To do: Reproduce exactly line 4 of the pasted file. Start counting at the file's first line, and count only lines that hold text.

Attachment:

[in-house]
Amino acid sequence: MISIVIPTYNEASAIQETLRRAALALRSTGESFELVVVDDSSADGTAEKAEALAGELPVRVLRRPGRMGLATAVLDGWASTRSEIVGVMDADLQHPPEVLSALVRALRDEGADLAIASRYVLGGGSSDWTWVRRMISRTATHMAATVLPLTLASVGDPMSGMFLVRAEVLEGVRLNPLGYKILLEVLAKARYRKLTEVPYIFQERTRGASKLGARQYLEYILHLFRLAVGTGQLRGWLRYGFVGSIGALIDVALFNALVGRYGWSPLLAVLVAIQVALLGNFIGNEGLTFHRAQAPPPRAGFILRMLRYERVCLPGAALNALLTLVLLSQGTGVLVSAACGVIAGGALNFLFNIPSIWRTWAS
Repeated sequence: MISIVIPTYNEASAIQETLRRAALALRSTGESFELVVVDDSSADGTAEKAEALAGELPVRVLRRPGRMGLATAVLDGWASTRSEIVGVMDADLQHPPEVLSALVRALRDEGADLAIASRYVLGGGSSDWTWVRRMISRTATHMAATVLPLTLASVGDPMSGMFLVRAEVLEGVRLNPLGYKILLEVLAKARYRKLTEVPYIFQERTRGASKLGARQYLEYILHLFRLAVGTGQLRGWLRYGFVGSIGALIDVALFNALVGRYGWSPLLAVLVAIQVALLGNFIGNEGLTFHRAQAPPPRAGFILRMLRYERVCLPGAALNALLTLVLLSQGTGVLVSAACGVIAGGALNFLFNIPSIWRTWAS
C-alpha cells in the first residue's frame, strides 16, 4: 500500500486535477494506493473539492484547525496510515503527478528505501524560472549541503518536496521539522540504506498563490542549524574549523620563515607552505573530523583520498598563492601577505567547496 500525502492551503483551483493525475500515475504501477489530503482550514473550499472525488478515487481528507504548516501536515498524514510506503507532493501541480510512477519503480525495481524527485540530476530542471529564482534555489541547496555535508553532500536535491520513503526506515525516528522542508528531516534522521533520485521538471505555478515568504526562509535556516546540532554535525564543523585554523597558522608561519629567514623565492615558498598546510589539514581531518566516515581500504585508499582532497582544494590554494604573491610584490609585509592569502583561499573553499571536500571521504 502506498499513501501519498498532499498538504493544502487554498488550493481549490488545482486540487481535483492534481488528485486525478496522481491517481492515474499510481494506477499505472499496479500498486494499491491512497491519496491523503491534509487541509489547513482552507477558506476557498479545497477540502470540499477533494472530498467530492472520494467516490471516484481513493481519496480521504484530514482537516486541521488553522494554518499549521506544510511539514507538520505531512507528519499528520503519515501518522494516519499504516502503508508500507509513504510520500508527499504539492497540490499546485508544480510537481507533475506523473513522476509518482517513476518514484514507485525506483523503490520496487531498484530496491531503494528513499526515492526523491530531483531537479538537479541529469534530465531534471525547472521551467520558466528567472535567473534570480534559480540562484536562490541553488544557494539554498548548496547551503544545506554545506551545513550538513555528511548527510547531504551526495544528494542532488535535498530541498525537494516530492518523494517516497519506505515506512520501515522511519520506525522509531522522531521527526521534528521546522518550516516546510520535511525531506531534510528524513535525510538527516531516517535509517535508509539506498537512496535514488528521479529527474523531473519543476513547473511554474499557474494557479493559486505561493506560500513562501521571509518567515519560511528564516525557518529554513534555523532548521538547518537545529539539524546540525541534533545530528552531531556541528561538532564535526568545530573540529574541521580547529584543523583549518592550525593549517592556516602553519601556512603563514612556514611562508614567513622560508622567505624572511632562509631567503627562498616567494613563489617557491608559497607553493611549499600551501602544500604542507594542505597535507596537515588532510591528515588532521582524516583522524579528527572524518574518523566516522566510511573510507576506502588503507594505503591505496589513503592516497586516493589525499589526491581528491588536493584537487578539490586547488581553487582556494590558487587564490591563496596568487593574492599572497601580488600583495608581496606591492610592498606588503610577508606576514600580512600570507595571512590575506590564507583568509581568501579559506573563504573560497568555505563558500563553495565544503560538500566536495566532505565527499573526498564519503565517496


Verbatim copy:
C-alpha cells in the first residue's frame, strides 16, 4: 500500500486535477494506493473539492484547525496510515503527478528505501524560472549541503518536496521539522540504506498563490542549524574549523620563515607552505573530523583520498598563492601577505567547496 500525502492551503483551483493525475500515475504501477489530503482550514473550499472525488478515487481528507504548516501536515498524514510506503507532493501541480510512477519503480525495481524527485540530476530542471529564482534555489541547496555535508553532500536535491520513503526506515525516528522542508528531516534522521533520485521538471505555478515568504526562509535556516546540532554535525564543523585554523597558522608561519629567514623565492615558498598546510589539514581531518566516515581500504585508499582532497582544494590554494604573491610584490609585509592569502583561499573553499571536500571521504 502506498499513501501519498498532499498538504493544502487554498488550493481549490488545482486540487481535483492534481488528485486525478496522481491517481492515474499510481494506477499505472499496479500498486494499491491512497491519496491523503491534509487541509489547513482552507477558506476557498479545497477540502470540499477533494472530498467530492472520494467516490471516484481513493481519496480521504484530514482537516486541521488553522494554518499549521506544510511539514507538520505531512507528519499528520503519515501518522494516519499504516502503508508500507509513504510520500508527499504539492497540490499546485508544480510537481507533475506523473513522476509518482517513476518514484514507485525506483523503490520496487531498484530496491531503494528513499526515492526523491530531483531537479538537479541529469534530465531534471525547472521551467520558466528567472535567473534570480534559480540562484536562490541553488544557494539554498548548496547551503544545506554545506551545513550538513555528511548527510547531504551526495544528494542532488535535498530541498525537494516530492518523494517516497519506505515506512520501515522511519520506525522509531522522531521527526521534528521546522518550516516546510520535511525531506531534510528524513535525510538527516531516517535509517535508509539506498537512496535514488528521479529527474523531473519543476513547473511554474499557474494557479493559486505561493506560500513562501521571509518567515519560511528564516525557518529554513534555523532548521538547518537545529539539524546540525541534533545530528552531531556541528561538532564535526568545530573540529574541521580547529584543523583549518592550525593549517592556516602553519601556512603563514612556514611562508614567513622560508622567505624572511632562509631567503627562498616567494613563489617557491608559497607553493611549499600551501602544500604542507594542505597535507596537515588532510591528515588532521582524516583522524579528527572524518574518523566516522566510511573510507576506502588503507594505503591505496589513503592516497586516493589525499589526491581528491588536493584537487578539490586547488581553487582556494590558487587564490591563496596568487593574492599572497601580488600583495608581496606591492610592498606588503610577508606576514600580512600570507595571512590575506590564507583568509581568501579559506573563504573560497568555505563558500563553495565544503560538500566536495566532505565527499573526498564519503565517496